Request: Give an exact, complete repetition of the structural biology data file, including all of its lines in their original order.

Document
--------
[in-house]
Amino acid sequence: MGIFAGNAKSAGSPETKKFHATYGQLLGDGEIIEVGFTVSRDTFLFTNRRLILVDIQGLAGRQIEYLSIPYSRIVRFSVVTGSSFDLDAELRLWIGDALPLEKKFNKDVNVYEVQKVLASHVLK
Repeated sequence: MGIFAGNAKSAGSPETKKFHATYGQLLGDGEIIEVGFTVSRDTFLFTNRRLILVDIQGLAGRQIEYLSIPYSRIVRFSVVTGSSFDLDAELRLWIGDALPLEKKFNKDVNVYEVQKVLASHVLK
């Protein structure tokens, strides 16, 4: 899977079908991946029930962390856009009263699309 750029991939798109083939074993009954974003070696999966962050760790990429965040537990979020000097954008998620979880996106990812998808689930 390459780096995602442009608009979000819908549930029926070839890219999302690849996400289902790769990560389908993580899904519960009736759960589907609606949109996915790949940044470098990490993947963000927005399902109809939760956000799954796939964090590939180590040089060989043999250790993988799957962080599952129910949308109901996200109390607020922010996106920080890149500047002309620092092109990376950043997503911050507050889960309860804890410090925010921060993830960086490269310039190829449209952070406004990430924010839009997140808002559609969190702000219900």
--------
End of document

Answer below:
[in-house]
Amino acid sequence: MGIFAGNAKSAGSPETKKFHATYGQLLGDGEIIEVGFTVSRDTFLFTNRRLILVDIQGLAGRQIEYLSIPYSRIVRFSVVTGSSFDLDAELRLWIGDALPLEKKFNKDVNVYEVQKVLASHVLK
Repeated sequence: MGIFAGNAKSAGSPETKKFHATYGQLLGDGEIIEVGFTVSRDTFLFTNRRLILVDIQGLAGRQIEYLSIPYSRIVRFSVVTGSSFDLDAELRLWIGDALPLEKKFNKDVNVYEVQKVLASHVLK
């Protein structure tokens, strides 16, 4: 899977079908991946029930962390856009009263699309 750029991939798109083939074993009954974003070696999966962050760790990429965040537990979020000097954008998620979880996106990812998808689930 390459780096995602442009608009979000819908549930029926070839890219999302690849996400289902790769990560389908993580899904519960009736759960589907609606949109996915790949940044470098990490993947963000927005399902109809939760956000799954796939964090590939180590040089060989043999250790993988799957962080599952129910949308109901996200109390607020922010996106920080890149500047002309620092092109990376950043997503911050507050889960309860804890410090925010921060993830960086490269310039190829449209952070406004990430924010839009997140808002559609969190702000219900």